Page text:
Make sure you do everything through Interrail officially: the last thing you want is to find you’ve bought the wrong sort of ticket.
The same applies when you need to get seat reservations, which you may well need to do on some high-speed routes to supplement your Interrail Pass. You should do this via Interrail’s own reservations page to make sure it’s all legitimate.⁹
Don't forget to check out the TransferWise travel money card - sign-up and ordering takes minutes and it's free. And, at 8x cheaper than UK high street debit and credit cards - what's stopping you? Get your free card now.
- Difference between Eurail and Interrail
- Choose the right Interrail pass
- Find the right pass with Interrail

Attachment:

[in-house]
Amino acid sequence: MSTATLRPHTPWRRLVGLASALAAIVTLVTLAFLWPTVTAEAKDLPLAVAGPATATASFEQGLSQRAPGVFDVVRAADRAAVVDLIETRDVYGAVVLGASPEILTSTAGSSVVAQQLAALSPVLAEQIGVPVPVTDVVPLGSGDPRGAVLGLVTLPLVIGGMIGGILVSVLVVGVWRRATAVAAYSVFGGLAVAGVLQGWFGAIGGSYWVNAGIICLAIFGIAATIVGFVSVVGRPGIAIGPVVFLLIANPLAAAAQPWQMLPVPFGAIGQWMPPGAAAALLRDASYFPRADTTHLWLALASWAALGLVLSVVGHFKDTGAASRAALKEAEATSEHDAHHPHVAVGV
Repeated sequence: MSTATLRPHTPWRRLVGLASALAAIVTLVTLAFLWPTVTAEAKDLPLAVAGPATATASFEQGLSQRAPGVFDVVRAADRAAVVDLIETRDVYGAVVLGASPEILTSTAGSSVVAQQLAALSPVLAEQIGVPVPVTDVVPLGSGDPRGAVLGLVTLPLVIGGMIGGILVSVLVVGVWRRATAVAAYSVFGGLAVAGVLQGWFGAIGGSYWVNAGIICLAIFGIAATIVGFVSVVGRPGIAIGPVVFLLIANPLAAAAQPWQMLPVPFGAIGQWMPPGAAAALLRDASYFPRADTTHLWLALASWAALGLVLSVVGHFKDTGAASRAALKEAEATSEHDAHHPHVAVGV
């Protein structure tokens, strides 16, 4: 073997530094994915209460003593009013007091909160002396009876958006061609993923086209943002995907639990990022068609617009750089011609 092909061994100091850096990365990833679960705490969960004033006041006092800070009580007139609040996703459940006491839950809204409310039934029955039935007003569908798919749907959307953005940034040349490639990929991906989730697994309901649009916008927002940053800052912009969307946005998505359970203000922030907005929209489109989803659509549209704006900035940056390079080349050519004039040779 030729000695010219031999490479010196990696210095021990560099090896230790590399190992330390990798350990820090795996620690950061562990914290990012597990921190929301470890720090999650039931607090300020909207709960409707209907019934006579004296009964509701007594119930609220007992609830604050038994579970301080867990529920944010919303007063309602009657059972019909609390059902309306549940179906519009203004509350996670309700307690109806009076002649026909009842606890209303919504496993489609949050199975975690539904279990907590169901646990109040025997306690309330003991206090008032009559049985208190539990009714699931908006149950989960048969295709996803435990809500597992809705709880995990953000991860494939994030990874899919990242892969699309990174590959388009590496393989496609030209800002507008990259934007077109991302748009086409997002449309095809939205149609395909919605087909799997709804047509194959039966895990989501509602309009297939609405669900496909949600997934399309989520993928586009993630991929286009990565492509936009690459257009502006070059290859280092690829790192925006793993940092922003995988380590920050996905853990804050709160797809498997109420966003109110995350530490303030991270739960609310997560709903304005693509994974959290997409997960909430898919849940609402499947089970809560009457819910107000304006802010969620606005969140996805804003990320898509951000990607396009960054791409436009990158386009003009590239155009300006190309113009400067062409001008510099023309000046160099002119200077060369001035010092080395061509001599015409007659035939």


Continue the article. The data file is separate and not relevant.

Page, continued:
- Interrail: One-Country Pass
- Premium Interrail Pass
- Interrail: Free travel for kids
- Youth discounts with Interrail
- Interrail discounts for seniors
- Reservations with Interrail
All sources accessed 19-October 2019.
This publication is provided for general information purposes only and is not intended to cover every aspect of the topics with which it deals. It is not intended to amount to advice on which you should rely. You must obtain professional or specialist advice before taking, or refraining from, any action on the basis of the content in this publication. The information in this publication does not constitute legal, tax or other professional advice from TransferWise Limited or its affiliates. Prior results do not guarantee a similar outcome. We make no representations, warranties or guarantees, whether express or implied, that the content in the publication is accurate, complete or up to date.